True Discipline—is using parenting tools to teach children self-control. Self-control is the ability to control one’s actions no matter what.
Positive Parenting Defined: Effective Discipline
Discipline is a teaching process and teaching only happens when adults are calm and thinking clearly. Never try to apply discipline if you are not fully in control of your mind, body, and emotions. Here are four steps to effective discipline:
- Ensure children know the rules and the possible consequences of breaking them.
- Help children figure out how to make decisions that help them maintain rules while doing some of the things they enjoy.
- Apply consequences as needed. Always review rules and reinforce expectations before applying
- Re-establish the relationship by doing a relationship-building activity. Take a walk together. Go for ice cream. Read a book.
Positive Parenting Defined: Raising Adults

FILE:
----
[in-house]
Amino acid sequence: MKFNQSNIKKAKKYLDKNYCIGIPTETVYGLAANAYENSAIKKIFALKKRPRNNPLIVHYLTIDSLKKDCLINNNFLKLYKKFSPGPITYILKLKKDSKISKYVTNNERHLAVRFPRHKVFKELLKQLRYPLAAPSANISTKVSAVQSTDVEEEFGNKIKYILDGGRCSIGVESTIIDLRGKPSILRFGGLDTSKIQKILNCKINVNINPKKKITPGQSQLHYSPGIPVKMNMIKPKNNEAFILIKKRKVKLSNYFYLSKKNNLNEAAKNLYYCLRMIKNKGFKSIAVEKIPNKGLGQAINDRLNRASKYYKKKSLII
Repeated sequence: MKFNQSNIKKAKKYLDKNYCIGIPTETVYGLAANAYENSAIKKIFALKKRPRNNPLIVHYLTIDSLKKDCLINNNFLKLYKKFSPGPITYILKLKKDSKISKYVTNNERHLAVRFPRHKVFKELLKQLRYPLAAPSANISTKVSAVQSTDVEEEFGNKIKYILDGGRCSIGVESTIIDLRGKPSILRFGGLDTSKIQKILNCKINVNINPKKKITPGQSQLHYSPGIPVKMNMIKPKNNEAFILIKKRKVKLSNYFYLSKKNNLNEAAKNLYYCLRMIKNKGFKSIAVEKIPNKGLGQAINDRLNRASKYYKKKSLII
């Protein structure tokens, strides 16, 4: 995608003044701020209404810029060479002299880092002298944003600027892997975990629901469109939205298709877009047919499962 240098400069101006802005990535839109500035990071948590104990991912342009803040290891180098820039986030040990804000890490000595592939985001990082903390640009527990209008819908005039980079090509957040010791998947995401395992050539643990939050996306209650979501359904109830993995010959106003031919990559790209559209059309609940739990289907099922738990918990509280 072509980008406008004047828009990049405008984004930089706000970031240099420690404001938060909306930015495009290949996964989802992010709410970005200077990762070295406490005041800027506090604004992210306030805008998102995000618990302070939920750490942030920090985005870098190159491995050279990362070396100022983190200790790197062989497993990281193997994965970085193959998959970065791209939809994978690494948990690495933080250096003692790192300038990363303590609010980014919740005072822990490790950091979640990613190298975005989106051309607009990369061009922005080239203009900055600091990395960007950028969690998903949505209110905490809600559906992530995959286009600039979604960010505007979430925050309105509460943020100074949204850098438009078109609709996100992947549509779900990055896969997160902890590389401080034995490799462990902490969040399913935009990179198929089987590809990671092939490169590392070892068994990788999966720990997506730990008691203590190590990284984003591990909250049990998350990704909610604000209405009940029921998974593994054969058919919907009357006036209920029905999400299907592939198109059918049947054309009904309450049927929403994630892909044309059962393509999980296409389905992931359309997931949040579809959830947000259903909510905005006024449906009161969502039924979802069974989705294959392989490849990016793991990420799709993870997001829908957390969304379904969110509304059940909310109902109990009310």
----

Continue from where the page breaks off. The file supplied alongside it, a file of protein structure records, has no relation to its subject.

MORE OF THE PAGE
Parents in delivery rooms holding newborns for the first time, don’t realize the bulk of the relationship they will have with these beautiful new people will be as adults to adults. Yet this is a fact. Moreover, the relationships parents have with adult children is completely based on the relationships they build as their children are growing up.
The Harry Chapin song, Cat’s in the Cradle, perfectly illustrates this concept. The song lyrics speak of a father too busy to spend time with his son as the boy grows up. In his adulthood, the son is too busy to spend time with his now retired and elderly father. The son has learned from the father to be too busy to spend time with loved ones. As parents are raising their children, they need to remember they are building relationships with lifelong repercussions.
Positive parenting defined is about finding and using tools to help adults shepherd children through the six areas of development. At the same time, positive parenting is giving children tools to overcome obstacles in positive ways throughout the stages of their psychosocial progress. Finally, positive parenting is about creating a loving, positive, and supportive environment that allows children to grow and develop into adults who can turn around and pass these same tools on to the next generation.